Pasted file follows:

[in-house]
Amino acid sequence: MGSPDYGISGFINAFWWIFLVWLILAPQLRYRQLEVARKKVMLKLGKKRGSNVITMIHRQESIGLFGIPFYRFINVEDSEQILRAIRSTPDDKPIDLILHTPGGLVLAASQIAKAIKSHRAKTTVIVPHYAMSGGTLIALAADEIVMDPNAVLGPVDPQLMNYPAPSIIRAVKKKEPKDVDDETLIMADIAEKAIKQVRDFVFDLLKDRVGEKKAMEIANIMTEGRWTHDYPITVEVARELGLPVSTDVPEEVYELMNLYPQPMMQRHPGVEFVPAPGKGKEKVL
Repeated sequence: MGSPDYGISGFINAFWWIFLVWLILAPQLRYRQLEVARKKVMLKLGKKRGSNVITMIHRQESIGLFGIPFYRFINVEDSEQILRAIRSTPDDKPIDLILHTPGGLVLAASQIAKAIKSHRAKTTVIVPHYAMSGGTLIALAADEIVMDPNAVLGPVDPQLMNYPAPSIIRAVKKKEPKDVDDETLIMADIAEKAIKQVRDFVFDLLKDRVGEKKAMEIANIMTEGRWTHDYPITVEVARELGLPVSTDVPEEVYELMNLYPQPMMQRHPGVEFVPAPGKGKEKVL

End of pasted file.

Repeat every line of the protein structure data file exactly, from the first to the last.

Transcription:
[in-house]
Amino acid sequence: MGSPDYGISGFINAFWWIFLVWLILAPQLRYRQLEVARKKVMLKLGKKRGSNVITMIHRQESIGLFGIPFYRFINVEDSEQILRAIRSTPDDKPIDLILHTPGGLVLAASQIAKAIKSHRAKTTVIVPHYAMSGGTLIALAADEIVMDPNAVLGPVDPQLMNYPAPSIIRAVKKKEPKDVDDETLIMADIAEKAIKQVRDFVFDLLKDRVGEKKAMEIANIMTEGRWTHDYPITVEVARELGLPVSTDVPEEVYELMNLYPQPMMQRHPGVEFVPAPGKGKEKVL
Repeated sequence: MGSPDYGISGFINAFWWIFLVWLILAPQLRYRQLEVARKKVMLKLGKKRGSNVITMIHRQESIGLFGIPFYRFINVEDSEQILRAIRSTPDDKPIDLILHTPGGLVLAASQIAKAIKSHRAKTTVIVPHYAMSGGTLIALAADEIVMDPNAVLGPVDPQLMNYPAPSIIRAVKKKEPKDVDDETLIMADIAEKAIKQVRDFVFDLLKDRVGEKKAMEIANIMTEGRWTHDYPITVEVARELGLPVSTDVPEEVYELMNLYPQPMMQRHPGVEFVPAPGKGKEKVL